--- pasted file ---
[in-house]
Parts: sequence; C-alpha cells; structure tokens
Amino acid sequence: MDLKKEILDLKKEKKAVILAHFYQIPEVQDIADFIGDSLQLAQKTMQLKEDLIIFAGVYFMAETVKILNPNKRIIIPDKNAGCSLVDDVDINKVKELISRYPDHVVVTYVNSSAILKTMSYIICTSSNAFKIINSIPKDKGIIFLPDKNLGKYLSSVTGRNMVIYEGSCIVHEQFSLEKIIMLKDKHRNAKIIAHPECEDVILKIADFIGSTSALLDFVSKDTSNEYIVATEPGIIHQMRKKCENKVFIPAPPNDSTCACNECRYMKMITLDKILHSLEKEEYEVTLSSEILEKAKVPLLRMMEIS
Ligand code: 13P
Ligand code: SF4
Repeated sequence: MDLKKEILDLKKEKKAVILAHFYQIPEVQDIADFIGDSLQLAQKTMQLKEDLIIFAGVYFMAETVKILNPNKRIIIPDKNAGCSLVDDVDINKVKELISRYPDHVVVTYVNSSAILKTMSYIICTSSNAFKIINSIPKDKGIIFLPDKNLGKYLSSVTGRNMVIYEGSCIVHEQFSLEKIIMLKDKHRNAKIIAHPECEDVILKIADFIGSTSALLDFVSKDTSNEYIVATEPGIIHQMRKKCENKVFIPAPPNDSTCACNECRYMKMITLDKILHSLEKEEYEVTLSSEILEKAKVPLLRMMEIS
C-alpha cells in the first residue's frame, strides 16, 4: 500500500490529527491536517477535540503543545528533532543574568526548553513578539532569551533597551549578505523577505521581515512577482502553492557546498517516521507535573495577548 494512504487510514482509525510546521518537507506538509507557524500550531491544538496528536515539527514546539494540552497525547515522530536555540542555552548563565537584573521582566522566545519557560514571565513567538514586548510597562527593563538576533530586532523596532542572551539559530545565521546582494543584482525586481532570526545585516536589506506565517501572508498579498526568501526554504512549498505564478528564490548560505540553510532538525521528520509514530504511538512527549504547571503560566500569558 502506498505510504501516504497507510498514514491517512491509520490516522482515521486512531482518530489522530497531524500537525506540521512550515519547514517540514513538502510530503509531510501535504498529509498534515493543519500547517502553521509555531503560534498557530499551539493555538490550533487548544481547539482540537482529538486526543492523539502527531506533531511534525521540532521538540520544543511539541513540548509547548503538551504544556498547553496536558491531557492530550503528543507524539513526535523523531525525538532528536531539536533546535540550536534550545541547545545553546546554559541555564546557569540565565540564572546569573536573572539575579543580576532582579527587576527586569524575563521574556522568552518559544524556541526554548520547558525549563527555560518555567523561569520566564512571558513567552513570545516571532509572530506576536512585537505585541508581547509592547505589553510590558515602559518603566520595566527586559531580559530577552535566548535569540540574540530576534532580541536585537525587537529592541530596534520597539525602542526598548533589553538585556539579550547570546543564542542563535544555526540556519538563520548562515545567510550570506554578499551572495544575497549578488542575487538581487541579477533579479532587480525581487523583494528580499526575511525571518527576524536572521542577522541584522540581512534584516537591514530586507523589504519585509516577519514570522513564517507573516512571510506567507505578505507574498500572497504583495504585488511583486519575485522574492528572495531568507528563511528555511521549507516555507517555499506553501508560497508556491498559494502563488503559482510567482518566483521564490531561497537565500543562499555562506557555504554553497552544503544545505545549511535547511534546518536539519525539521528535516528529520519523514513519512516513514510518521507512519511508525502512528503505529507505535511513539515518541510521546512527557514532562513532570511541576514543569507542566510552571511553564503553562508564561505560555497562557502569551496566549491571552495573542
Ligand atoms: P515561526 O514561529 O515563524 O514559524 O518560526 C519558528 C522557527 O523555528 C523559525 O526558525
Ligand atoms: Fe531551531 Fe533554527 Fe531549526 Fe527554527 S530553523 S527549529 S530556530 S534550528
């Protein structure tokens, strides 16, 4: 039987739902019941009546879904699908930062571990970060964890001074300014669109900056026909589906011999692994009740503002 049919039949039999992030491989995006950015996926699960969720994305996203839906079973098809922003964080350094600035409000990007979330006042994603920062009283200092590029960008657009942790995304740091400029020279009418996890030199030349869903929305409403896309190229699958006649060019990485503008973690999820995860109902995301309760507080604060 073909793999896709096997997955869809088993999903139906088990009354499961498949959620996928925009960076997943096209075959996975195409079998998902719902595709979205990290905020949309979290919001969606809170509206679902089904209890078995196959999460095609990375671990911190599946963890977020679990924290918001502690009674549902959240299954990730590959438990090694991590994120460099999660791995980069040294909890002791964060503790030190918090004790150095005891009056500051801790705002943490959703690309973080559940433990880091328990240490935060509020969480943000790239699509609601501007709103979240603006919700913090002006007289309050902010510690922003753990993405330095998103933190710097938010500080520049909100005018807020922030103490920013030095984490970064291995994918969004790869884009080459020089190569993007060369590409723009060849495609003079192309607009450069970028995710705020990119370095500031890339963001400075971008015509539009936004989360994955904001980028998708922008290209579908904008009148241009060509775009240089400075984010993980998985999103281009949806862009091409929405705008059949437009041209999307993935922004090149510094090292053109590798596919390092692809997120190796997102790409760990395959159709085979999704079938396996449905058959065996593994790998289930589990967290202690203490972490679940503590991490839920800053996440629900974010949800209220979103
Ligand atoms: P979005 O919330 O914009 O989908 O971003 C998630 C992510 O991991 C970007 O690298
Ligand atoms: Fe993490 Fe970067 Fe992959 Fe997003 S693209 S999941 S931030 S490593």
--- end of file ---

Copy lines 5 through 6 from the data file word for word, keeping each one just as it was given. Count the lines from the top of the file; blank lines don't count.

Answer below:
Ligand code: SF4
Repeated sequence: MDLKKEILDLKKEKKAVILAHFYQIPEVQDIADFIGDSLQLAQKTMQLKEDLIIFAGVYFMAETVKILNPNKRIIIPDKNAGCSLVDDVDINKVKELISRYPDHVVVTYVNSSAILKTMSYIICTSSNAFKIINSIPKDKGIIFLPDKNLGKYLSSVTGRNMVIYEGSCIVHEQFSLEKIIMLKDKHRNAKIIAHPECEDVILKIADFIGSTSALLDFVSKDTSNEYIVATEPGIIHQMRKKCENKVFIPAPPNDSTCACNECRYMKMITLDKILHSLEKEEYEVTLSSEILEKAKVPLLRMMEIS